Symbion Power to produce 50MW from methane - The East African

Symbion Power to produce 50MW from methane

Saturday October 29 2016

Symbion bought Kibuye Power 1 after the plant went into liquidation when it failed to pay its creditors. PHOTO | CYRIL NDEGEYA

Symbion bought Kibuye Power 1 after the plant went into liquidation when it failed to pay its creditors. PHOTO | CYRIL NDEGEYA 


Symbion Power, the American electricity generation firm that took over the Kibuye Power 1 methane gas-to-electricity power plant will embark on a phased increase of the unit’s generation capacity from 3.6 to 50MW over the next three years.

Symbion bought Kibuye Power 1 (KP1) at an undisclosed price after the plant went into liquidation when it failed to pay its creditors. The American company now says it plans to increase generation capacity first to 25MW by 2018 and eventually to 50MW by 2019. 

“The plant (Kibuye Power 1) was handed over to us last week and we are currently focused on getting it restarted because it was shut down during the sale process. We will start the upgrade early next year and have 25MW within 16 months of commencing work,” Symbion’s chief executive officer Paul Hinks said.

KP1 is the second power project Symbion is developing on Lake Kivu after signing an earlier concession and power purchase agreements for another 56MW methane to power plant on Lake Kivu last December. Under that agreement, the first 14MW are expected in 2018.

The upgrade of KP1, will give Symbion a combined gas-to-electricity capacity of 106MW on Lake Kivu that will be almost equal to the current 119MW of installed generation capacity or nearly  50 per cent of Rwanda’s current  supply that includes imports. Symbion says it expects to invest around $350 million in the two projects.

“Rwanda is an incredibly beautiful country blessed with exceptional leadership and an outstanding population of proud, industrious millennials. In a period of only 22 years it has transformed itself into an investment destination ranked second only to Mauritius in the World Bank’s annual Doing Business Index,” Mr Hinks said.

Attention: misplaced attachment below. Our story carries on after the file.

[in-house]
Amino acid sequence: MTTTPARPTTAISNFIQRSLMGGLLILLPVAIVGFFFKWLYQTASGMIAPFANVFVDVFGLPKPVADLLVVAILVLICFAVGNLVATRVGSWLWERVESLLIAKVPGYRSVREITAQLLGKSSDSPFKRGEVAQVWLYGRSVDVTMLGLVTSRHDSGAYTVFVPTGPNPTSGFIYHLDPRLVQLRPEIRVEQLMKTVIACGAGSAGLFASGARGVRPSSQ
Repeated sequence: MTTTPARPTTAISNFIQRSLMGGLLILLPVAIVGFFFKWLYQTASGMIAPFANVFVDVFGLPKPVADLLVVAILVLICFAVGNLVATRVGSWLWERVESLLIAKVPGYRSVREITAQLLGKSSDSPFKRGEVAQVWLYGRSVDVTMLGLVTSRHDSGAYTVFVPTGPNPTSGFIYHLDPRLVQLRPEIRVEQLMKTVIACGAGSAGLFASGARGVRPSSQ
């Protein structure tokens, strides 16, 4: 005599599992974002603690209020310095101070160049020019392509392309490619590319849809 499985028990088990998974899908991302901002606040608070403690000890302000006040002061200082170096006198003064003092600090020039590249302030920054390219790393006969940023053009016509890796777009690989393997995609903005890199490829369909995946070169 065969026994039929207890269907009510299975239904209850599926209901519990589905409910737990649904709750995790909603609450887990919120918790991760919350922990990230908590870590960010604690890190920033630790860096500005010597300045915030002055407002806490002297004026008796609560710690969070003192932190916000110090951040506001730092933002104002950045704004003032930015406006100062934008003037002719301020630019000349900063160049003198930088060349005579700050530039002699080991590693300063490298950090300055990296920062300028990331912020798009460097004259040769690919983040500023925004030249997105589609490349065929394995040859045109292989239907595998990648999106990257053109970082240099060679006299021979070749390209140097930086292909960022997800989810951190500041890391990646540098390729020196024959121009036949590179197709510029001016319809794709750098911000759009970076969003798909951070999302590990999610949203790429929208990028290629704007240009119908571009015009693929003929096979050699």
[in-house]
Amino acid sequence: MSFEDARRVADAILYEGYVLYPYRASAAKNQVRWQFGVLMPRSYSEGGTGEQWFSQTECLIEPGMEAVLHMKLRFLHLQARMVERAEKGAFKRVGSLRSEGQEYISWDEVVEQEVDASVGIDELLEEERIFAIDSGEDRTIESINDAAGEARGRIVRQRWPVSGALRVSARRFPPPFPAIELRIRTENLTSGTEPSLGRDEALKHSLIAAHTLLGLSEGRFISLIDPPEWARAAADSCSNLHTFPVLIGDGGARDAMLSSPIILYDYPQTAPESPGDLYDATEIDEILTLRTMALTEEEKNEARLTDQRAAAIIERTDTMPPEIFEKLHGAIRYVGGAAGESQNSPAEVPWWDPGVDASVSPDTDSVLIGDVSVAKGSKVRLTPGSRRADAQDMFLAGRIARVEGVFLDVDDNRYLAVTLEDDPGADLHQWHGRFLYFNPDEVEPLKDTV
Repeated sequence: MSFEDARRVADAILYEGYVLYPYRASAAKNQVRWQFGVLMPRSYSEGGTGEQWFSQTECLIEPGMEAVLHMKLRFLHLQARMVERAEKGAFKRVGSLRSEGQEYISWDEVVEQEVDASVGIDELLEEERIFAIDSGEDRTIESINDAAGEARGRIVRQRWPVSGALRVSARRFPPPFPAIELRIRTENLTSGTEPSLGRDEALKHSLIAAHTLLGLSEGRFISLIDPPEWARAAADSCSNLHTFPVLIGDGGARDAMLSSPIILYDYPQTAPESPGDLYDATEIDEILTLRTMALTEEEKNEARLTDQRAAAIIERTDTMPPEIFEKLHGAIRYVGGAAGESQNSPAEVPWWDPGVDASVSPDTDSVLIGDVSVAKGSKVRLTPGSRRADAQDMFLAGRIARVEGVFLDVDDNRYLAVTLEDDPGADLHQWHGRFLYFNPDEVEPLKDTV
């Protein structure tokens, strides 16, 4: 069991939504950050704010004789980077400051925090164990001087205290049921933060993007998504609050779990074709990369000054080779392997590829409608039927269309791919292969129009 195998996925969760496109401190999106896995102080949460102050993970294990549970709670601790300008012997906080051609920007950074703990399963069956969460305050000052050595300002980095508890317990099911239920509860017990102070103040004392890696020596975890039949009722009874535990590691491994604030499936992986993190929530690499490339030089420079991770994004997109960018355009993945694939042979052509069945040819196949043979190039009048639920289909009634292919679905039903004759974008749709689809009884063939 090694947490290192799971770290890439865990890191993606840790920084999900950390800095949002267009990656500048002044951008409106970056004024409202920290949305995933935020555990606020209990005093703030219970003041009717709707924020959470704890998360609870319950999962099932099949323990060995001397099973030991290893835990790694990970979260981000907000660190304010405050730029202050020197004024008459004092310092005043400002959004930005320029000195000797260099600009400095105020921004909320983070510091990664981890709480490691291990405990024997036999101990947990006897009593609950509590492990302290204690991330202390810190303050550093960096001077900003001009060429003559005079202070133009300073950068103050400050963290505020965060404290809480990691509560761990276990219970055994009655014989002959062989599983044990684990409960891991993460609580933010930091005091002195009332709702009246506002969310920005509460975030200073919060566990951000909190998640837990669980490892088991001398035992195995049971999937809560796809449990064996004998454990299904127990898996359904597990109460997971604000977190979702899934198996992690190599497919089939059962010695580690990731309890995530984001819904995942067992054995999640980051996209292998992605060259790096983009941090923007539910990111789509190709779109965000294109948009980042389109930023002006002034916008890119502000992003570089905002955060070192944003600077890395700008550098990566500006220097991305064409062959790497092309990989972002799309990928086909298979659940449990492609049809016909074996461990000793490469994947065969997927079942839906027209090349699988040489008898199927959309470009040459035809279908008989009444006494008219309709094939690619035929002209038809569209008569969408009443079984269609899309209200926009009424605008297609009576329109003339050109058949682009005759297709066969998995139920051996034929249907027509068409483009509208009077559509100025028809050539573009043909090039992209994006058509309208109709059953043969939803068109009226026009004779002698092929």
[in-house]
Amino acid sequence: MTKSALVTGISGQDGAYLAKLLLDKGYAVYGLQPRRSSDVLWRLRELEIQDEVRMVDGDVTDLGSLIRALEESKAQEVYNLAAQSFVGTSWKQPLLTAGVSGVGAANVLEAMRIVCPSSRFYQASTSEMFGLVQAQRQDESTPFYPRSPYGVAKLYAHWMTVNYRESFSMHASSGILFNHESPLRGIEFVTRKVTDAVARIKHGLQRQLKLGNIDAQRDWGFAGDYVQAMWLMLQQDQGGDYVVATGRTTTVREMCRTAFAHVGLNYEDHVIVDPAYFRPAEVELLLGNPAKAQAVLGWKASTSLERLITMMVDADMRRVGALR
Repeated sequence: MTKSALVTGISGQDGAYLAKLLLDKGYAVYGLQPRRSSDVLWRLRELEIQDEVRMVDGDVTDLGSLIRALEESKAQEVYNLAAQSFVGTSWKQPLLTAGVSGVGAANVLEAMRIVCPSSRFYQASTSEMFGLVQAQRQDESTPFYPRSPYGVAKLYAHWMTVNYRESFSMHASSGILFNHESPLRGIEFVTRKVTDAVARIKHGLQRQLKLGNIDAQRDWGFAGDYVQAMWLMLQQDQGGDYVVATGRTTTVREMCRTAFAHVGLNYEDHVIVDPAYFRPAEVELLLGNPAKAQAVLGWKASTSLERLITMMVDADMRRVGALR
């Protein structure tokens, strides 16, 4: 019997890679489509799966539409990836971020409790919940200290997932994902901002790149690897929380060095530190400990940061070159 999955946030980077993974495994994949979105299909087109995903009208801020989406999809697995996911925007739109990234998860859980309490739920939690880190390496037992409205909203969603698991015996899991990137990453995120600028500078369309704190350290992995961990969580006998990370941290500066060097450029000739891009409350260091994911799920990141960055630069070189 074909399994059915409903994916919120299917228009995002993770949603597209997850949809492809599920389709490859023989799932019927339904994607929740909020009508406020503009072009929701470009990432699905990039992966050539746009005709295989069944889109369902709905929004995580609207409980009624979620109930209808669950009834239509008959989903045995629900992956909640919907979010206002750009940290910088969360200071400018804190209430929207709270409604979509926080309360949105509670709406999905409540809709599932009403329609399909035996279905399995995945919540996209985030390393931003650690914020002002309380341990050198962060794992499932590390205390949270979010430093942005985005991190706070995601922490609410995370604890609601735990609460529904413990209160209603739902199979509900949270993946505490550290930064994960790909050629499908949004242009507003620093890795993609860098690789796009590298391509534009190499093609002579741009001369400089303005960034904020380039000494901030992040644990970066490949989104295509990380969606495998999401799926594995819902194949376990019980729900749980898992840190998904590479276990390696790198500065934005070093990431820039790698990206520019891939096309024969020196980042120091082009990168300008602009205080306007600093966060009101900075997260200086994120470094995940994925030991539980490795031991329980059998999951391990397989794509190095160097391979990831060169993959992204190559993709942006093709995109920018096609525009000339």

Explaining why his company is increasingly investing in Rwanda energy sector adding that its 12 million  strong population was more of an asset.

Dogged by shareholders’ wrangles coupled with court cases, in Rwandan and international courts KP1 has been operating below capacity. While the plant was designed to generate 5MW, it has been adding only 2MW the national grid.

Dane Associates, a Scottish firm owned 70 per cent in the project before Rwandan government successfully filed for liquidation of KP1. Dane Associates sought redress through international arbitration accusing Rwanda of breaching its contractual obligations under the project.

The bad blood between the Rwanda government and Dane Associates came to the fore in 2005 when the latter allegedly failed to account for $3 million in pre-project costs.

American independent power producers have taken a keen interest in the Lake Kivu methane gas projects and are now eyeing the Democratic Republic of Congo side.

Another US firm, Contour Global, is also producing 26MW in the lake, further validating the reliability and safety of the gas extraction methodology.

“We anticipate that Rwanda and the DRC will collaborate for Lake Kivu gas extraction and on our own part we are willing to assist DRC with technological support so that they too can safely and efficiently extract methane gas from their side of the lake.

The methane in Lake Kivu is estimated to be sufficient to generate 700 MW of electricity over a period of 55 years. Rwanda’s share of the total generation potential is about 350 MW, with the rest being DRC’s share.